Maybe the most distinguished track, Sean Moore's "Visibility Anxiety," opens with xylophones and acoustic guitar. Moore's lyrics blanket the single with softness and sincerity. The warm recording and overall intensity of the well-mastered piece left me wanting more.

Review by Aimee Lecours, Orlando Citybeat Music Critic

""Signs of Potential Life" Album Review"

Firstly, I have to admit to not being the biggest of fans of singer/songwriter albums. As the rest of the world fell over themselves praising Sufjan Stevens, I was left wondering what all the fuss was about. Having said that, though, there is a select few artists that have managed to break down my singer/songwriter barriers. Jeff Buckley's "Grace" is one of my all-time favourite albums, while Elliot Smith has the ability to make even the most pedestrian of acoustic guitar and vocal tracks sound completely heart-breaking.

So it is a pleasure to hear that Sean Moore's vocals, on this debut solo album, has a similar endearing quality to that of Smith. Not only that, on opener "Reluctance Towards A Force That Pulls" he displays a keen understanding of the pop hook. You cannot help but be whisked away by the sheer euphoria of his multi-tracked vocals and bittersweet melodies. It provides a strong start to the album and will have you humming along all day long.

The Orlando, Florida based musician plays in a number of bands, it is any wonder how he found the time to record an album that is chock full of ideas and production touches. The 3 years Moore spent making "Signs of Potential Life", seems like time well spent. This isn't just a musician with a voice and an acoustic guitar, "Coughing In The Clouds", for example, touches on the epic, psychedelic benchmarks set by The Beach Boys "Pet Sounds". It turns from the simplest of numbers into a gorgeous, cinematic symphony in the blink of an eye. The coughing sounds, disguised as percussion, nods to the work of Brian Wilson.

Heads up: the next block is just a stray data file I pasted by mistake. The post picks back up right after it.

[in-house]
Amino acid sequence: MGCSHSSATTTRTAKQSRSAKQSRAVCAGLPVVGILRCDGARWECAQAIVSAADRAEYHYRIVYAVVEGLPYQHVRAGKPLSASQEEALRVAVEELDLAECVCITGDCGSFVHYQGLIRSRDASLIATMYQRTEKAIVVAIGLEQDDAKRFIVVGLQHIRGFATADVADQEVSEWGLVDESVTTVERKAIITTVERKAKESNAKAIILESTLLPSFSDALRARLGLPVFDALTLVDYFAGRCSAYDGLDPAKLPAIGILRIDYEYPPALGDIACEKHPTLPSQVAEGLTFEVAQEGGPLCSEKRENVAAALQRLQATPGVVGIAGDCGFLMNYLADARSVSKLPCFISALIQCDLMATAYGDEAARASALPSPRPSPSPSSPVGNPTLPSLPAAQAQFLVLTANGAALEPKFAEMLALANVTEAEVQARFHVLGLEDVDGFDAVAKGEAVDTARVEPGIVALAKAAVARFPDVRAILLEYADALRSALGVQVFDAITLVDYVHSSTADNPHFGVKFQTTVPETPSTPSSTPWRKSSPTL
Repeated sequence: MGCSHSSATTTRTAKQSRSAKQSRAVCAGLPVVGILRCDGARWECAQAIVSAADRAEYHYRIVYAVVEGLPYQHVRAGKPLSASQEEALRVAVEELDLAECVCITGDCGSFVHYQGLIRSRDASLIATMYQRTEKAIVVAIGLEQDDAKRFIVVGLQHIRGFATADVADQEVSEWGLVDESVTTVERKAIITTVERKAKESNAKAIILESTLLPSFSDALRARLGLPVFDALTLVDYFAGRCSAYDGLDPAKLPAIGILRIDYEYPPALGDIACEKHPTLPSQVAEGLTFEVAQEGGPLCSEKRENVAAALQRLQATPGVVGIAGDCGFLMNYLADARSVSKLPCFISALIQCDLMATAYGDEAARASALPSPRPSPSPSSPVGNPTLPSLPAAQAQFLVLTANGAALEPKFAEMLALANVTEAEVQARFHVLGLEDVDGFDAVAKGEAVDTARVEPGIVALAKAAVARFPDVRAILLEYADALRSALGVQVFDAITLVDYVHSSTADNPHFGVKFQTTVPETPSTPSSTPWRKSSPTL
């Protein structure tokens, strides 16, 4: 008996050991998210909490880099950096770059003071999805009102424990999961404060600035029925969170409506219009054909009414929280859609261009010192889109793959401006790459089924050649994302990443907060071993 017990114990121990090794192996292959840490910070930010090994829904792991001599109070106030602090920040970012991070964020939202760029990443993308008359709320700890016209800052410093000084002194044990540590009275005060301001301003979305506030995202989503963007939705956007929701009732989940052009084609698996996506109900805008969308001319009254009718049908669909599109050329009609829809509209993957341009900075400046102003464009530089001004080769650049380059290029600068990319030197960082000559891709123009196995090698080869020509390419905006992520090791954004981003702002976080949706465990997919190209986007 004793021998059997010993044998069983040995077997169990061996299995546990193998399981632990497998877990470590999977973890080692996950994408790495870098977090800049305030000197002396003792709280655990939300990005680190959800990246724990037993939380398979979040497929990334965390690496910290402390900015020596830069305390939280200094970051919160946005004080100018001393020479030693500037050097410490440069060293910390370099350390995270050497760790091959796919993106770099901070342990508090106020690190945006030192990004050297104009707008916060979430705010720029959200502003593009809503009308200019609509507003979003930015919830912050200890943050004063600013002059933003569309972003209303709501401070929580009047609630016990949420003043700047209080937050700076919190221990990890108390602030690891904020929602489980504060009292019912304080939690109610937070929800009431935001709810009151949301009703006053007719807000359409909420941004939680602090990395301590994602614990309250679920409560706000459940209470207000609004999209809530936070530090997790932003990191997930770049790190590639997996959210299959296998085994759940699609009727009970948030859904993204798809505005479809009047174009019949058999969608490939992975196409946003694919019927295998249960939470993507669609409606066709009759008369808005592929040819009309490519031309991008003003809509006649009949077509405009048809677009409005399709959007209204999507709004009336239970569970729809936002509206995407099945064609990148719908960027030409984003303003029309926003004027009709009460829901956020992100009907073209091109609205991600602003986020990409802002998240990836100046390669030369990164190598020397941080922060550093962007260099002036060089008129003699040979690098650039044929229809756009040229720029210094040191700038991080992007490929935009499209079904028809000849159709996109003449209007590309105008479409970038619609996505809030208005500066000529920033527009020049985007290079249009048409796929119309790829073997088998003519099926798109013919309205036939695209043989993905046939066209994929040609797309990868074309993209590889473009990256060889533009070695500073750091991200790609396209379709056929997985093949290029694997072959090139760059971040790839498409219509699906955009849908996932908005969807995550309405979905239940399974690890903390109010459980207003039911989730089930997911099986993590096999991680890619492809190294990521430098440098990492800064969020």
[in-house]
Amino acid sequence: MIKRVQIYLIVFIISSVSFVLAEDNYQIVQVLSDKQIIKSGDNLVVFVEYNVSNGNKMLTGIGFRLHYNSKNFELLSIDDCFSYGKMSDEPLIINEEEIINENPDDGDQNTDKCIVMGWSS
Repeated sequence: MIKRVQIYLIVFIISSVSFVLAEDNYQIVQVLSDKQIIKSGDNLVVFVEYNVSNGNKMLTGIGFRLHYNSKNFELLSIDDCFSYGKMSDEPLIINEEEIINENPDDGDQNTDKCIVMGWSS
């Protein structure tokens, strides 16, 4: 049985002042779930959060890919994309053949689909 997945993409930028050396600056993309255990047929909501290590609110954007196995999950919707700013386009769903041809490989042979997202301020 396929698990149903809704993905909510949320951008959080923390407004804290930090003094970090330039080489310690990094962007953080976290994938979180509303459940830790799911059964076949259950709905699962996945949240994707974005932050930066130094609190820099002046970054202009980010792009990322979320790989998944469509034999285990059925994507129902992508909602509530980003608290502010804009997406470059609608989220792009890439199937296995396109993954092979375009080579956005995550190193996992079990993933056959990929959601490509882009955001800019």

At times, however, "Signs of Potential Life" feels slightly too over-blown for my tastes, the sheer volume of ideas throughout ensures they are almost bursting to get into the mix. "Collection Expense For Conversing In Codes" jumps all over the place and loses focus towards the end. "Ticket Stubs & Spent Love", on the other hand, is equally as schizophrenic but there is an alluring quality to Moore's vocals and the psychedelic horn section, violins and glockenspiel work a treat.

But then, the basement aura of "Visibilty Anxiety" is different and provides a song with a real lo-fi charm. Starting with some lovely guitar-picking, Moore's richly textured vocals emit yet another infectious melody, proving he can operate in a stripped down atmosphere too. It is the perfect closer for an album that literally explodes to life from the get go.

While "Signs of Potential Life" recalls The Beach Boys on a number of tracks, there is number of poignant moments wrapped up with gorgeous vocal melodies, that even the most stone-hearted person could enjoy this one.

Rating = 70%

Review by Michael Henaghan -


2005 - Funbalaya Summer Sampler (Independent)
2006 - Post Records & Friends Present: OLE! Compilation (Post Records 011)
2007 - Signs of Potential Life LP (Post Records 013)



Sean Moore was the ripe age of five when his parents enforced mandatory violin lessons. Although at the time, he was frustrated and unwilling to accept this, it turned out to be just the jump start Sean needed to ensure his now-prominent classicist approach to songwriting.